Rio 2016 Olympics: Russians ‘Have Cleanest Team’ as 271 Athletes Cleared to Compete

Russia will have 271 athletes eligible to compete at the Rio Games, says the International Olympic Committee (IOC).

This is more than two-thirds of their original entry list of 389 athletes, despite the World Anti-Doping Agency (Wada) recommending a blanket ban after a state-sponsored doping scandal.

Russia’s Olympic Committee president Alexander Zhukov said his country will have “the cleanest team” at the Games.

The Olympics opening ceremony takes place on Friday.

“The Russian team may have experienced the toughest checks of the Olympics, because they had to go through multiple tests and checked,” said Zhukov.

“On top of all that, Russian athletes are going through additional testing which is taking place at the Olympic Village.

“So, as of now, the Russian team is probably the cleanest in Rio.”

Zhukov said it was a “flagrant injustice” that some Russian athletes would not be in Rio.

He said: “Athletes such as Yelena Isinbayeva and Sergey Shubenkov who have never been associated with the issue of doping and who are absolutely clean cannot take part in the Olympics Games, but many sportsmen like, for example, the American runner Justin Gatlin, who have served doping bans, will.”

Isinbayeva won Olympic gold in the women’s pole vault at London 2012 while Shubenkov is the world 110m hurdles champion.

Will 271 be the final number?

The IOC asked individual federations to decide whether Russians could compete after an independently commissioned Wada report found evidence of a four-year, state-run “doping programme”.

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It said federations should not allow Russians to compete if there could be any doubt about their doping record – and that any athletes previously sanctioned should not be in Rio.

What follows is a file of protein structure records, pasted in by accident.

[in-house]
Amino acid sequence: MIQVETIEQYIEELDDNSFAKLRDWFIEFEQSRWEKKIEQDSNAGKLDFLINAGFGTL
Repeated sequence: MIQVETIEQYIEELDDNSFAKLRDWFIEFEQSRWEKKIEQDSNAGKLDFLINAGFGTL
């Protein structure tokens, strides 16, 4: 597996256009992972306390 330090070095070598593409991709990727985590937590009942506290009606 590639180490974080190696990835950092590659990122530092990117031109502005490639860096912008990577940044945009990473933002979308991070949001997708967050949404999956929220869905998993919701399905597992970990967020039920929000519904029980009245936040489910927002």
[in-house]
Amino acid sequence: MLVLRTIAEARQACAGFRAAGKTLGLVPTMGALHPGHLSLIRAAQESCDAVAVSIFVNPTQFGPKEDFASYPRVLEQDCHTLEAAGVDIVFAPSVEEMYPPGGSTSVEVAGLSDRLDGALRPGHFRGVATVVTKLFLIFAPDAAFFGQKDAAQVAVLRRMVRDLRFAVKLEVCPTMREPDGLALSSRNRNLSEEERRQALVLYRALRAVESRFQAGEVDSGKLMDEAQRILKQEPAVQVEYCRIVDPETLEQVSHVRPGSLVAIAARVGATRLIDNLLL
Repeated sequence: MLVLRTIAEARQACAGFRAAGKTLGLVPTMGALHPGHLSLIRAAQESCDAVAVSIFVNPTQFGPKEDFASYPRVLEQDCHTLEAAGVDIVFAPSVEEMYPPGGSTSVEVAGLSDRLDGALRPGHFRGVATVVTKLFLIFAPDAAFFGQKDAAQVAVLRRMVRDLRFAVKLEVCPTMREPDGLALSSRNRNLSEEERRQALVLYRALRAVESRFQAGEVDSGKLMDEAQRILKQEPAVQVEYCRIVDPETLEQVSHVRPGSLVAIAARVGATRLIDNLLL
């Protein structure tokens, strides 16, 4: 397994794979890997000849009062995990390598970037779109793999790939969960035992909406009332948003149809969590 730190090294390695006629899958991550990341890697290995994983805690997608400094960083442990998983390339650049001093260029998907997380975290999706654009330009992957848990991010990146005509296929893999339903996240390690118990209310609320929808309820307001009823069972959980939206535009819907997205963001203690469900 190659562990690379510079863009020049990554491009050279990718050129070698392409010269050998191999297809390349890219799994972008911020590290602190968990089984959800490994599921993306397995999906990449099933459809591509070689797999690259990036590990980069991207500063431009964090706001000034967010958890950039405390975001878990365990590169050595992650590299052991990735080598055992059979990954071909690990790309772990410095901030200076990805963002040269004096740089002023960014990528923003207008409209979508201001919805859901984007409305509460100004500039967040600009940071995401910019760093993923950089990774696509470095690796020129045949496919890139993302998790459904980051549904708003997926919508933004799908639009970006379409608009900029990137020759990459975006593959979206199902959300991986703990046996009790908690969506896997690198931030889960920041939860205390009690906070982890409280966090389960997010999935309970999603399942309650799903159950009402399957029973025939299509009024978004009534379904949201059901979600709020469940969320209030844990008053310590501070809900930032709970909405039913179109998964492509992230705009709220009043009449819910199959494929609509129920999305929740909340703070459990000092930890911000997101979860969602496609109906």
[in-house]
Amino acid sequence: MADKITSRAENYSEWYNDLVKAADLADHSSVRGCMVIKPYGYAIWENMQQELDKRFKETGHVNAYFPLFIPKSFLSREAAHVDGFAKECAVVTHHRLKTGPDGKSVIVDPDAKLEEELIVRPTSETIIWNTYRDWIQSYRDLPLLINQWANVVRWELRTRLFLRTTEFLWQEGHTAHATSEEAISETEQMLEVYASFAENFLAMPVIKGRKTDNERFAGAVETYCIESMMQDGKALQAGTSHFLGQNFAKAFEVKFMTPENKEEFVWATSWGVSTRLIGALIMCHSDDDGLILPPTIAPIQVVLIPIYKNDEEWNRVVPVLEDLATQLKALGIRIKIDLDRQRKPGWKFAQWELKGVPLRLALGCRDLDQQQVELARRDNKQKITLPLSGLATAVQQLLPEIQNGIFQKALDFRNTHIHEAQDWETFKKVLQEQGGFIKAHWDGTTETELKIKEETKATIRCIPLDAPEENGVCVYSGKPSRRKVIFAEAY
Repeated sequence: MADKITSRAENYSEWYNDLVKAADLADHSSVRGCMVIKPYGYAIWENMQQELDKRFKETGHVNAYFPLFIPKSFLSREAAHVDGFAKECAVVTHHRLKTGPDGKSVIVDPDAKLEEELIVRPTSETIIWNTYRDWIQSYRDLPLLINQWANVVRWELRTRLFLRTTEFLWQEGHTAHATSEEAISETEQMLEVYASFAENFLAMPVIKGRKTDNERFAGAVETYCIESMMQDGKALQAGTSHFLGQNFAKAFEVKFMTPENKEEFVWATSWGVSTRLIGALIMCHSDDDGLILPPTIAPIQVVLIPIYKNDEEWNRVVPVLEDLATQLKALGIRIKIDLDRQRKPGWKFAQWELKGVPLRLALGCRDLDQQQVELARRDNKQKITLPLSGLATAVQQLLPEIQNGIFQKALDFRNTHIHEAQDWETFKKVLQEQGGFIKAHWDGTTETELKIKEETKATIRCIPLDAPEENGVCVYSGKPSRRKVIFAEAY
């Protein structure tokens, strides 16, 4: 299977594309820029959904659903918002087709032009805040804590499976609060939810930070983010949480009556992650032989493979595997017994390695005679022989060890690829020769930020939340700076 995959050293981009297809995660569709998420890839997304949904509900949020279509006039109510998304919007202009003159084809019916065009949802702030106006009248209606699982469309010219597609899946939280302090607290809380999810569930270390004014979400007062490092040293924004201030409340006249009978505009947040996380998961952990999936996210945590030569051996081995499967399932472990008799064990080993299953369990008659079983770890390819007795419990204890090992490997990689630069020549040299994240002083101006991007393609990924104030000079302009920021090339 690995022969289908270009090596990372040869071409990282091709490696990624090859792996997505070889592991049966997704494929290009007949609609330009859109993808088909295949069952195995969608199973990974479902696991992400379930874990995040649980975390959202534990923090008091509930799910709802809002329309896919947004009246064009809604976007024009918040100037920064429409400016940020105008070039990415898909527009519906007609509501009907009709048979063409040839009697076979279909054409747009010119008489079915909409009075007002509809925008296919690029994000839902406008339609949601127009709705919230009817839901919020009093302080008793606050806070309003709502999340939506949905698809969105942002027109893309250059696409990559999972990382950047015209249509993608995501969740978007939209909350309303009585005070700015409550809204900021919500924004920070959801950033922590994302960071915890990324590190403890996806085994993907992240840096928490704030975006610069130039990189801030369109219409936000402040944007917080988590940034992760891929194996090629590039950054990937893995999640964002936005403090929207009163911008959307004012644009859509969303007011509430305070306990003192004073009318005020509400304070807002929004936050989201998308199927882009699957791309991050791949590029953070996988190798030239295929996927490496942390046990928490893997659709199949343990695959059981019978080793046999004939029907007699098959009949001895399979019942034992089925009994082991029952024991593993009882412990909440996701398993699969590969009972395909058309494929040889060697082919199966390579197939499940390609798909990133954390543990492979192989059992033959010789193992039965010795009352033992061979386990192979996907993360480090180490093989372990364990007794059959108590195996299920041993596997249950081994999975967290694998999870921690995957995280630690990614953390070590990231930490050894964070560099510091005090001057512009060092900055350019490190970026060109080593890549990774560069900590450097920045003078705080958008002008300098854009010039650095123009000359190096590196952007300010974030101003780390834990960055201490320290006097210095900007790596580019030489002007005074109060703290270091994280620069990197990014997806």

A three-person IOC panel then ratified the governing bodies’ decisions – and announced on Thursday that 271 athletes had satisfied its strict criteria.

But the ROC says another five cases are still pending – three track cyclists, one wrestler and one canoeist.

Additionally, the Court of Arbitration for Sport (Cas) has asked for the cases of another three athletes to be looked at again after they appealed against being banned.

In partially upholding the appeals of rowers Anastasia Karabelshikova and Ivan Podshivalov, and swimmer Yulia Efimova, Cas said the IOC could legitimately block Russian athletes from competing if it had any doubt over whether they had ever doped.

But it said the IOC was wrong to insist Russian athletes who had previously been sanctioned could not go to the Games, calling the decision “unenforceable”.

This supports an earlier Cas decision – known as the Osaka rule – which established athletes could not be punished twice for the same doping offence.

And it means athletes banned from Rio because they have previously been sanctioned for doping could now challenge the decision to make them stay at home.

Cas has already heard 18 cases since its division in Rio was opened on 26 July, a record for one Olympics.

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